EMC test is known as Electromagnetic Compatibility, a certification for electronic devices to maintain their limitation of electromagnetic waves. As discussed in the previous article, there are two types of EMC tests – emission (EMI) and immunity (EMS). EMI (Electromagnetic Interference) tests measure the magnetic waves emitted by the device, and EMS (Electromagnetic Susceptibility) tests are performed to test emission handling immunity of the device.
This article is about some of the most common EMS or immunity tests performed at EMC test labs on electronic devices. The tests performed along with the EMI test can vary according to the application of the equipment under test (EUT). The most common immunity test is given below.
The EMC immunity test is commonly performed on either continuous or transient phenomena. EMS is also known as EMC immunity. EMC immunity testing measures the device’s ability to survive in the presence of interference generated by other devices.
Types of EMC Immunity tests
As shown in the block diagram, there are two types of EMC immunity tests, continuous and transient. Both have their testing methods. Below is the diagram showing the most common immunity tests.
Continuous Immunity testing
In continuous immunity test, the device is placed in an environment where different types of continuous waves are applied to the device for several minutes or several hours. This test simulates the RF interference signal present in the real world. Some common continuous immunity tests are explained below.
Transient Immunity testing
In a transient immunity test, a short burst of energy is applied to the product – the EUT or equipment under test – for a short time. Like continuous immunity, transient immunity is applied to a product’s signal/data ports, enclosure ports, and power ports.
Types of Continuous Immunity test
- Conducted Immunity test
An RF signal generator and amplifier generate an electromagnetic field. This electromagnetic field is injected in cables going to the device like signal cable, data cable, or power cable by an injection device. The most common injection device is CDN, BCI probs, EM Clamp, and direct voltage injection equipment. Because this test is continuous, many standards call it “Radio Frequency”. As seen in the diagram, the signal is transmitted to the EUT.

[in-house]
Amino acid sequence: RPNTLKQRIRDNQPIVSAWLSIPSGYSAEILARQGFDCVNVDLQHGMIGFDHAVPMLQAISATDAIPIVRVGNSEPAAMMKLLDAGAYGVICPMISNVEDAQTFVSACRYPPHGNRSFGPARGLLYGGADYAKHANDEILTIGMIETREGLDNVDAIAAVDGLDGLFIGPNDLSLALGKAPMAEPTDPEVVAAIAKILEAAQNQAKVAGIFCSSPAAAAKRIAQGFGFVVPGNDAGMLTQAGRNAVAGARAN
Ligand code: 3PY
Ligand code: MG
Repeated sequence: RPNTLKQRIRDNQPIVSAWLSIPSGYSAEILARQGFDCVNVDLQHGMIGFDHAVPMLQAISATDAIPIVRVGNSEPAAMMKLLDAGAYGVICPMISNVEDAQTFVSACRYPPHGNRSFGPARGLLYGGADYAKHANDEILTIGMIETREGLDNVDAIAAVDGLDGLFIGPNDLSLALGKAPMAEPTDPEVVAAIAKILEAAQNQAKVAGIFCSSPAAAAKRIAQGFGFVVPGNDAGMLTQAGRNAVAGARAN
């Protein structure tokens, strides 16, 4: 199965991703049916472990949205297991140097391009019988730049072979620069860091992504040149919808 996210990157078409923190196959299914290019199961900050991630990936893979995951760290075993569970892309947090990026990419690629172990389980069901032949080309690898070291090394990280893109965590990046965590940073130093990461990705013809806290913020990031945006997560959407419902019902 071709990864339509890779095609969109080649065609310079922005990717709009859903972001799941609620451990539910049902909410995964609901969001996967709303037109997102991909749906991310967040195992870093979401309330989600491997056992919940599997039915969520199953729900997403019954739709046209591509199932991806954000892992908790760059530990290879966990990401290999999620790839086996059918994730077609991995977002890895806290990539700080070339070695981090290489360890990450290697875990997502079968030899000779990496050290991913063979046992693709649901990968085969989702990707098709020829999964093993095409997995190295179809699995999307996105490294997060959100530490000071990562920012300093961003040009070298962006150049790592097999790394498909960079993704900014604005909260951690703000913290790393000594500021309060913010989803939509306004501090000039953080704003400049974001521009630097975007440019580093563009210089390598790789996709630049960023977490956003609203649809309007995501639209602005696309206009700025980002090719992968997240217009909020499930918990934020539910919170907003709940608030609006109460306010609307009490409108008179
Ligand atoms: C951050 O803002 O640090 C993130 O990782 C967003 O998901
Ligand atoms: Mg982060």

- Radiated Immunity test
Radiated immunity test is performed to evaluate the ability of the device to perform normally in the presence of electromagnetic radiation generated by other sources through the air. The electromagnetic radiation can vary with different devices like cellphones, wifi routers, microwaves, etc.
The enclosed device and its enclosure and the cables are exposed to generated electromagnetic radiation via an RF amplifier. An RF signal generator is used to generate electromagnetic waves, which are the input of the RF amplifier. The output of the RF amplifier is generated by an electromagnetic field of varying frequency and transmitted via an antenna. As shown in the diagram, the antenna transmits electromagnetic waves for EUT.
- Continuous Magnetic Field Immunity test
A magnetic field is generated in a loop of wire (antenna). The magnetic field in the wire is varied according to the voltage variation in the mains AC supply. The device is exposed in the loop of wire where a magnetic field is produced. The EUT is exposed in this field to evaluate the product’s performance for a specific time. As shown below, the EUT is placed between magnetic fields, which oscillate according to the mains supply.
Types of Transient Immunity tests